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December 19, 2019 11:30 AM, EST

Trump Rebuffs Corn Farmers With Status Quo on Biofuels

Corn stands in a field in Walnut, Ill. The Environmental Protection Agency will require refiners to use 20.09 billion gallons of renewable fuel in 2020, a 0.85% increase over the 2019 requirement for 19.92 billion gallons. (Daniel Acker/Bloomberg News)

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The Trump administration on Dec. 19 set relatively flat quotas for plant-based fuels in 2020, rebuffing ethanol and biodiesel allies who said the targets don’t do enough to support the industry.

The Environmental Protection Agency will require refiners to use 20.09 billion gallons of renewable fuel in 2020, a 0.85% increase over the 2019 requirement for 19.92 billion gallons, largely tracking a proposal released in July. The agency also is sticking with its plan for adjusting blending requirements to offset waivers exempting some refineries from the mandates, despite criticism from biofuel allies in politically important farm states that the approach is inadequate.

EPA officials say the agency’s plan effectively lays out a 2020 target for 15.8 billion gallons of conventional renewable fuels, including corn-based ethanol, with that translating to 15 billion gallons once refinery waivers are factored in.

EPA Administrator Andrew Wheeler

Wheeler

“President Trump committed to our nation’s farmers that biofuel requirements would be expanded in 2020,” EPA Administrator Andrew Wheeler said in a news release. “At the EPA, we are delivering on that promise and ensuring a net of 15 billion gallons of conventional biofuel are blended into the nation’s fuel supply.”

Under the EPA rule, refiners are expected to use 5.09 billion gallons of advanced biofuel, including 590 million gallons of cellulosic biofuel. And in 2021, refiners and fuel importers will be required to use 2.43 billion gallons of biomass-based diesel made from soybeans and waste cooking oil — identical to the 2020 target.

For weeks, biofuel producers, farmers and politicians from the Midwest unsuccessfully implored administration officials — including President Donald Trump himself — to alter the EPA’s approach so that it better assures biofuel quotas aren’t undermined by refinery waivers. They say the EPA measure falls short by basing adjustments on a three-year average of Energy Department recommendations on those refinery waivers — rather than the higher number the EPA has actually granted.

Sen. Chuck Grassley (R-Iowa)

Grassley

“The EPA is playing games and not helping President Trump with farmers,” said Sen. Chuck Grassley (R-Iowa). “No matter what EPA says about the impact of its waivers to oil companies making billions in profits, farmers and biofuels producers know and feel the negative impact of the agency’s actions.”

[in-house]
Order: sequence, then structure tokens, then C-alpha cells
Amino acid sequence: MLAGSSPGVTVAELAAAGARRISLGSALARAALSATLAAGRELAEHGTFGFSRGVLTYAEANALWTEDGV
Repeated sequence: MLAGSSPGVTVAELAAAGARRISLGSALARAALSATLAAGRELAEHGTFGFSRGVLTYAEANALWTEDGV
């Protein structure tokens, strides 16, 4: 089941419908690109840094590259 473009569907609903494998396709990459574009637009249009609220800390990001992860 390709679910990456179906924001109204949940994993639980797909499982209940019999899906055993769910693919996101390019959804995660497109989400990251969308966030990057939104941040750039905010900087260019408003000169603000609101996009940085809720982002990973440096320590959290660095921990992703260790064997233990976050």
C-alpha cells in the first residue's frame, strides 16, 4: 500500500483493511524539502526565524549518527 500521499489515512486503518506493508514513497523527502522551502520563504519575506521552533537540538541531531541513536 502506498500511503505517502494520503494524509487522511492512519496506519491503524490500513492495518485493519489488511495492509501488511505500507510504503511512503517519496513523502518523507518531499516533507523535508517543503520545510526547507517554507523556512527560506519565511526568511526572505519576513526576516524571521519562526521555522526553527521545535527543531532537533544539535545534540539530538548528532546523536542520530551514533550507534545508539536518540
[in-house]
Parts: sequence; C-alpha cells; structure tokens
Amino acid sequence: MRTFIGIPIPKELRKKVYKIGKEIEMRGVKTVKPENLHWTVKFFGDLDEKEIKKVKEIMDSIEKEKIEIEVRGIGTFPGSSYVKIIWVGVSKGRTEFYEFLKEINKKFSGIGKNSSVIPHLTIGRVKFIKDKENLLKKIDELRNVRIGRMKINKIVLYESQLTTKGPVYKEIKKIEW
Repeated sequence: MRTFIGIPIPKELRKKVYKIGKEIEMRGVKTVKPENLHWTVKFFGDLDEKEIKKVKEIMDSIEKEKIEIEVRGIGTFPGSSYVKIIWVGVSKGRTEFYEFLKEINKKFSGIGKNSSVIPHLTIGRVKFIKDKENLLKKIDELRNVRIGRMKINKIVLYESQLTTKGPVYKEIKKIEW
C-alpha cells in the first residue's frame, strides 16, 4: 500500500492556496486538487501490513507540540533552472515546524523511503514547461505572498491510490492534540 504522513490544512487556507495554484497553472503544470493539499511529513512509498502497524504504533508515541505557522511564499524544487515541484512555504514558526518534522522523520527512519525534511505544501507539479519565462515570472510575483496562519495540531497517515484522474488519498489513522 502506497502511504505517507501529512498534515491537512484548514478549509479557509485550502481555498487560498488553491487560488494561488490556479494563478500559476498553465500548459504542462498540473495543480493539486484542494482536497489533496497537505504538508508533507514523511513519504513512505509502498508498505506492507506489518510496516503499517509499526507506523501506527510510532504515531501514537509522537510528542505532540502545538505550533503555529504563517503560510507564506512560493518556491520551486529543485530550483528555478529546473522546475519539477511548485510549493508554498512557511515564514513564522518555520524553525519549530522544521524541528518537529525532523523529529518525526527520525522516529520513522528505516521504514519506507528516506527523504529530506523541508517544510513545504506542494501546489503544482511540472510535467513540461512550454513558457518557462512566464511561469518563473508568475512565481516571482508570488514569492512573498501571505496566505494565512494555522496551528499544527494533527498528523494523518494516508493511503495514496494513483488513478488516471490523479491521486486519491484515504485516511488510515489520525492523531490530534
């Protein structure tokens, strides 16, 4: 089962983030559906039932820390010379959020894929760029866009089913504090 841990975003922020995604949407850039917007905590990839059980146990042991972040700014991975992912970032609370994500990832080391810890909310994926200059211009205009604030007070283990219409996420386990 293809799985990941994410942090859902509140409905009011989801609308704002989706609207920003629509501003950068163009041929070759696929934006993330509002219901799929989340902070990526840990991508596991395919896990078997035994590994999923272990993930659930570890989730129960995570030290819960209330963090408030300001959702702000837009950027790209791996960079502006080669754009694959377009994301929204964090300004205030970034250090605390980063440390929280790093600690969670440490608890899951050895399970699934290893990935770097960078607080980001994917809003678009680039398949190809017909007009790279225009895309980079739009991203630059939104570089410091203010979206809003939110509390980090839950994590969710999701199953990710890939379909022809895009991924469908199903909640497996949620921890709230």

The EPA plan was likely to leave both sides unhappy. Besides the refinery waiver change, biofuel boosters had unsuccessfully sought more aggressive quotas to drive production. Meanwhile, oil companies broadly argued the measure will spur imports of foreign biofuel and complained EPA’s reallocation plan forces larger refineries to bear an unfair burden as blending requirements are raised for those nonexempted facilities.

Oil refiners have signaled they will challenge the rule in federal court.

EPA has said it will more closely follow Energy Department recommendations for refinery waivers in the future.

Ernst

Ernst

But Sen. Joni Ernst (R-Iowa) said voters in her state are hesitant “to trust the word of EPA to actually follow through on that commitment.” As it is, she said, the final rule fell short of a White House-brokered agreement since future refinery waivers could exceed the amount of adjustments.

“After shaking hands in the Oval Office this fall, EPA had an opportunity to restore the broken trust of farmers and to follow through on the president’s commitment, but it appears they’ve missed the mark — again," Ernst said in an emailed statement.

The blending targets are set by EPA under a 14-year-old law meant to encourage plant-based fuels while displacing petroleum-based supplies. Opponents of the biofuel mandate say it was established under far different circumstances, when U.S. oil supplies were seen as dwindling and lawmakers were worried about reliance on foreign crude.

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